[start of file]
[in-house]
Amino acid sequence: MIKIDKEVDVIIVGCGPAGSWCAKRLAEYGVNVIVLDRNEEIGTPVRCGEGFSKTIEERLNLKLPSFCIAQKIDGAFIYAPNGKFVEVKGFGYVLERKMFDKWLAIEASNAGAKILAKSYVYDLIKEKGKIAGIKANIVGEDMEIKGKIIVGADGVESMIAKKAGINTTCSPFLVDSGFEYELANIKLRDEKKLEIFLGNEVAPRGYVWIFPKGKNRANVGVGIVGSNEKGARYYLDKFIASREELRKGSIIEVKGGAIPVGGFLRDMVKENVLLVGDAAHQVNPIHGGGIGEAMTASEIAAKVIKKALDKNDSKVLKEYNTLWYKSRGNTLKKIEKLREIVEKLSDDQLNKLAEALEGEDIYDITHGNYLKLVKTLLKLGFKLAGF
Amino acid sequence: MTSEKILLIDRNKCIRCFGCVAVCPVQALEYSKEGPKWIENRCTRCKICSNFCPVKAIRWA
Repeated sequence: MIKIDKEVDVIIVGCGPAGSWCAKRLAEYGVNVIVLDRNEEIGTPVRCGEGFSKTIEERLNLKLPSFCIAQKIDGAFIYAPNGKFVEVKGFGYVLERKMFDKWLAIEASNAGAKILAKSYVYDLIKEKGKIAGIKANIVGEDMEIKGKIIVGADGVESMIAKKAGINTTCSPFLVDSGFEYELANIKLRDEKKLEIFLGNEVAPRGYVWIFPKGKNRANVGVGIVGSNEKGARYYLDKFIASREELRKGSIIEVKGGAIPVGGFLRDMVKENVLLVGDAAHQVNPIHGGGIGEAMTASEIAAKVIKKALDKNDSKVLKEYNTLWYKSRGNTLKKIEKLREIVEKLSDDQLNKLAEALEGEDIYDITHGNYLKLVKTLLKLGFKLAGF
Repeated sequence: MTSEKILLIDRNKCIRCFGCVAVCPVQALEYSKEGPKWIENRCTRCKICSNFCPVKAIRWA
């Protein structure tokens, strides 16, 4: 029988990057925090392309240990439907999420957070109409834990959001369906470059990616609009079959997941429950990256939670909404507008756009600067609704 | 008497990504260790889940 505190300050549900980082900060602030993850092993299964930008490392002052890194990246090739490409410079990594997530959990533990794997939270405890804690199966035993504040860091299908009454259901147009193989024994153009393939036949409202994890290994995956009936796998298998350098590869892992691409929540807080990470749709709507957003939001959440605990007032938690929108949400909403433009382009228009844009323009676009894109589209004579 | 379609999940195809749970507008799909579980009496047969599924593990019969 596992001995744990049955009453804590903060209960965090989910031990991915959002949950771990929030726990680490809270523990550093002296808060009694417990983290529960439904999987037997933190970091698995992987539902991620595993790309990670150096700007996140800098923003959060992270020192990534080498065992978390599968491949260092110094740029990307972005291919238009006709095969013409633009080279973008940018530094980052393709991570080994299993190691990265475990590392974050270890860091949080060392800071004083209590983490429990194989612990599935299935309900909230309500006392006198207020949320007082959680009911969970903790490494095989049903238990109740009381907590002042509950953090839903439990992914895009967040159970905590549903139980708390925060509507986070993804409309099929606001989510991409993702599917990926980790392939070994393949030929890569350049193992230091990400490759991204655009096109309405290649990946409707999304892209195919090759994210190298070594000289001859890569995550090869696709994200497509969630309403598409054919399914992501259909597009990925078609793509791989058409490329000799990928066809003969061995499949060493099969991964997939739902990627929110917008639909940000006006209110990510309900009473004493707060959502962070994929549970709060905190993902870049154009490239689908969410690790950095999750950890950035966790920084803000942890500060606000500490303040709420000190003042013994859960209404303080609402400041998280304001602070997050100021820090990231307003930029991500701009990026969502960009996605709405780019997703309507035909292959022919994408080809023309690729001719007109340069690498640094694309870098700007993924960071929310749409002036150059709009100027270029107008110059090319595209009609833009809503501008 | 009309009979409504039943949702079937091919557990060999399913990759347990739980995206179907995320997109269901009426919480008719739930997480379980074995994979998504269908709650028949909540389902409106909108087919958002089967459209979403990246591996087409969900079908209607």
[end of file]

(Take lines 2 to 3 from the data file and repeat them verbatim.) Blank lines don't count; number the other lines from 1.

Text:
Amino acid sequence: MIKIDKEVDVIIVGCGPAGSWCAKRLAEYGVNVIVLDRNEEIGTPVRCGEGFSKTIEERLNLKLPSFCIAQKIDGAFIYAPNGKFVEVKGFGYVLERKMFDKWLAIEASNAGAKILAKSYVYDLIKEKGKIAGIKANIVGEDMEIKGKIIVGADGVESMIAKKAGINTTCSPFLVDSGFEYELANIKLRDEKKLEIFLGNEVAPRGYVWIFPKGKNRANVGVGIVGSNEKGARYYLDKFIASREELRKGSIIEVKGGAIPVGGFLRDMVKENVLLVGDAAHQVNPIHGGGIGEAMTASEIAAKVIKKALDKNDSKVLKEYNTLWYKSRGNTLKKIEKLREIVEKLSDDQLNKLAEALEGEDIYDITHGNYLKLVKTLLKLGFKLAGF
Amino acid sequence: MTSEKILLIDRNKCIRCFGCVAVCPVQALEYSKEGPKWIENRCTRCKICSNFCPVKAIRWA